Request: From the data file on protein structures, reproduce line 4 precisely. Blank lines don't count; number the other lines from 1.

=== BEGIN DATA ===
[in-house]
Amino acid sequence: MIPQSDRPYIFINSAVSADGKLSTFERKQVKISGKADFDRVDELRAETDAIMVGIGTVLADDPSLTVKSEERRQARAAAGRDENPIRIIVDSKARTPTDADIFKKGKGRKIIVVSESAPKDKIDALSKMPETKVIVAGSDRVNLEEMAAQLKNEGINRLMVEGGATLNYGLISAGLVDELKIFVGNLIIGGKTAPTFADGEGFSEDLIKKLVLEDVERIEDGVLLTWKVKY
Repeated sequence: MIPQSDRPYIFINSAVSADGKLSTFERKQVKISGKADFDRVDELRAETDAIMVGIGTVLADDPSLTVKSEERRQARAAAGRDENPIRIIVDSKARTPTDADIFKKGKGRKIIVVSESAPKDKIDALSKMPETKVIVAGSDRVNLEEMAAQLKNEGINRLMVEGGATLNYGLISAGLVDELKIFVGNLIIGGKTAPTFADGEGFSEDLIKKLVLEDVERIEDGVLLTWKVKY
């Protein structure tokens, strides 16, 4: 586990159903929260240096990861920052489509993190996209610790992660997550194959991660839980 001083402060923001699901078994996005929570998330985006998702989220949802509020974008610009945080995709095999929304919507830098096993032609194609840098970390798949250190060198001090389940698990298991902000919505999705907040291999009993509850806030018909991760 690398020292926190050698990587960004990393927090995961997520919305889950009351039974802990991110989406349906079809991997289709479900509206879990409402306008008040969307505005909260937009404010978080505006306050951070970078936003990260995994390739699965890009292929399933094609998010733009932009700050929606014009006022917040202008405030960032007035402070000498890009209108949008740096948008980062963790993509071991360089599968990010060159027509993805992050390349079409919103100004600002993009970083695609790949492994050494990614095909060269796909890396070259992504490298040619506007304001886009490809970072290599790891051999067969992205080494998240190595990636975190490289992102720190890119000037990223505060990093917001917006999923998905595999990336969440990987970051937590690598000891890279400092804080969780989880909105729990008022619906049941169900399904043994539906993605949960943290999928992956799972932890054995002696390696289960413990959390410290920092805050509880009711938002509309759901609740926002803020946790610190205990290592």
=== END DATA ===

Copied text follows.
């Protein structure tokens, strides 16, 4: 586990159903929260240096990861920052489509993190996209610790992660997550194959991660839980 001083402060923001699901078994996005929570998330985006998702989220949802509020974008610009945080995709095999929304919507830098096993032609194609840098970390798949250190060198001090389940698990298991902000919505999705907040291999009993509850806030018909991760 690398020292926190050698990587960004990393927090995961997520919305889950009351039974802990991110989406349906079809991997289709479900509206879990409402306008008040969307505005909260937009404010978080505006306050951070970078936003990260995994390739699965890009292929399933094609998010733009932009700050929606014009006022917040202008405030960032007035402070000498890009209108949008740096948008980062963790993509071991360089599968990010060159027509993805992050390349079409919103100004600002993009970083695609790949492994050494990614095909060269796909890396070259992504490298040619506007304001886009490809970072290599790891051999067969992205080494998240190595990636975190490289992102720190890119000037990223505060990093917001917006999923998905595999990336969440990987970051937590690598000891890279400092804080969780989880909105729990008022619906049941169900399904043994539906993605949960943290999928992956799972932890054995002696390696289960413990959390410290920092805050509880009711938002509309759901609740926002803020946790610190205990290592």